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I am sitting in a coffee shop, staring out at the ocean and reflecting on life and writing and the nature of things. The reason I am so far from my natural habitat is the life changing event of launching my eldest child into independence. He is hanging out on a college campus getting initiated and registered, while I am face to face with reality once again.

Once upon a time this young man did not exist. Even after he made his appearance in this world he was, for a space of time, still an extension of me: under my control, subject to my rules, knowing only the things I allowed him to be exposed to. Now, he is a fully autonomous being, about to go his own way in the big wide world. He is a creator of songs, stories, and original ideas. The world will be different because he is in it.

At fifteen, his younger brother is also an autonomous being who thinks his own thoughts and creates his own chain of events. But, like a work in progress, he is still subject to revision and polish.

In the synchronous way of things, my writing is at the same stage of life as my kids. Once upon a time, none of my books  had existence.

If you write, you know how it is. A moment of chemistry, the meeting of ideas on the right day at the right moment, and a story is born. In the beginning of a new novel things are under my control – to write, or not to write. To allow this character to live and breathe, or to shut her up. And then, somewhere in the writing, the book takes on a life of its own. It insists on certain things, refuses others. My job becomes one of listening and shaping. Sure, I could insist on full control, but this stunts the writing just as it stunts a growing child.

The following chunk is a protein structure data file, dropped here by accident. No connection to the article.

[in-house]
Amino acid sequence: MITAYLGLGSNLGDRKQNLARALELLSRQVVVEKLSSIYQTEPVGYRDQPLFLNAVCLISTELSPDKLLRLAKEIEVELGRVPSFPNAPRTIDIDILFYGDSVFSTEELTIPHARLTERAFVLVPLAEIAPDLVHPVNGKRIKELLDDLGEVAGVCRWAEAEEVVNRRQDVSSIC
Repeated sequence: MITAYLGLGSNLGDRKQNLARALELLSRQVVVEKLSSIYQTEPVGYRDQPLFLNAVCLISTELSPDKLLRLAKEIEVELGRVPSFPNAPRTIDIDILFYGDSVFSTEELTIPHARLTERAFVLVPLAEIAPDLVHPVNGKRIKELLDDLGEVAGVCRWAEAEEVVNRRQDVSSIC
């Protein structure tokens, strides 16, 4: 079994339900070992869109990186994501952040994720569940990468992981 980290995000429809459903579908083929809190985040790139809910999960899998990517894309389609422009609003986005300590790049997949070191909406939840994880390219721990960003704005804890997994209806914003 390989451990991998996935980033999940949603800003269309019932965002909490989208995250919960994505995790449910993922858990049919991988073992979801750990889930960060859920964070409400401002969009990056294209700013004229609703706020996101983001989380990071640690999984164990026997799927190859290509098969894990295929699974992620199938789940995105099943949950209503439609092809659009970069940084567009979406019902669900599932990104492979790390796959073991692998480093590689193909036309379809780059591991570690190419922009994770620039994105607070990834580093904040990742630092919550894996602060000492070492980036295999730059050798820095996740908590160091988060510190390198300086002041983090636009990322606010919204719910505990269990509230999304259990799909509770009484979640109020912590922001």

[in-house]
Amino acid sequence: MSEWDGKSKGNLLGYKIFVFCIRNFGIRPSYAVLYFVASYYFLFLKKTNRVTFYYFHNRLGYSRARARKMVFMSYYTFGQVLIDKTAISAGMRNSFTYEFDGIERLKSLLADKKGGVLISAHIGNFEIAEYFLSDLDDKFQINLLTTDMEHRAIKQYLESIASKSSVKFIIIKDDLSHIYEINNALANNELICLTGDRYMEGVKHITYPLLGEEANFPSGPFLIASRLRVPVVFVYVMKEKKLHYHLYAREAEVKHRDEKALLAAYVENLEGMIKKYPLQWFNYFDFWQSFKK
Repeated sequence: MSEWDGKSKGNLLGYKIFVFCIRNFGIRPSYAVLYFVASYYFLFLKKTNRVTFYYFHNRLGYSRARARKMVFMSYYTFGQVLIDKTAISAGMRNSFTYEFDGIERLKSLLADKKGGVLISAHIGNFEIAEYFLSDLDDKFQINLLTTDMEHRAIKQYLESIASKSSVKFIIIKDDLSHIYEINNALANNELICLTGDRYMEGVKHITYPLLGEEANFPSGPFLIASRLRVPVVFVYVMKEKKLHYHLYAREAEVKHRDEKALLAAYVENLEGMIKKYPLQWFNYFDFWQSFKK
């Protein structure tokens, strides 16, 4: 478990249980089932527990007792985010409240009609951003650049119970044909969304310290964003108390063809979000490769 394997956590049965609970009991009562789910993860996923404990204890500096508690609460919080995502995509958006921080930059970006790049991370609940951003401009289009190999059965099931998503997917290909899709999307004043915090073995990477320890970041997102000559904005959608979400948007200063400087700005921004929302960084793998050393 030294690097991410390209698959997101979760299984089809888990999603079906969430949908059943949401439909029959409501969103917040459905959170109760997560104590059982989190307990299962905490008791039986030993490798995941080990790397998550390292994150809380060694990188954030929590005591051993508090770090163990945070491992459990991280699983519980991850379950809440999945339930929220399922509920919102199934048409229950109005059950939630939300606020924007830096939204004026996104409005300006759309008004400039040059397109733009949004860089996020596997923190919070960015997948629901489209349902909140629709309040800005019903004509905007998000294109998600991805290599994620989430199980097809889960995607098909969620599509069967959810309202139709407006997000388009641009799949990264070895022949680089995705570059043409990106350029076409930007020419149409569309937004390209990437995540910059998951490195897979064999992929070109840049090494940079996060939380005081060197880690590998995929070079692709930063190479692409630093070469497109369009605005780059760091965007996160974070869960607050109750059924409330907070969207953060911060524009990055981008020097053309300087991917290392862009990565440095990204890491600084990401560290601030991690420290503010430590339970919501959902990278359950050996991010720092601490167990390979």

Swimming North is complete, and has somehow taken on a life of its own, much like my eldest child going off to college. I can sign him up and help him pay his way, but what happens from this point is entirely up to him.  The book is crafted, shaped, completed. Queries have launched it out into a larger world, to succeed or not to succeed, while I look on and try to catch my breath.

The current WIP, like my second son, still at home, has a personality and a will of its own and is no longer fully under my control. It is my responsibility to work with it – to see its strengths and weaknesses, to shape and polish and redirect and prevent it from going down paths I know lead to disaster. And when it is complete, to let it go out into the world as well.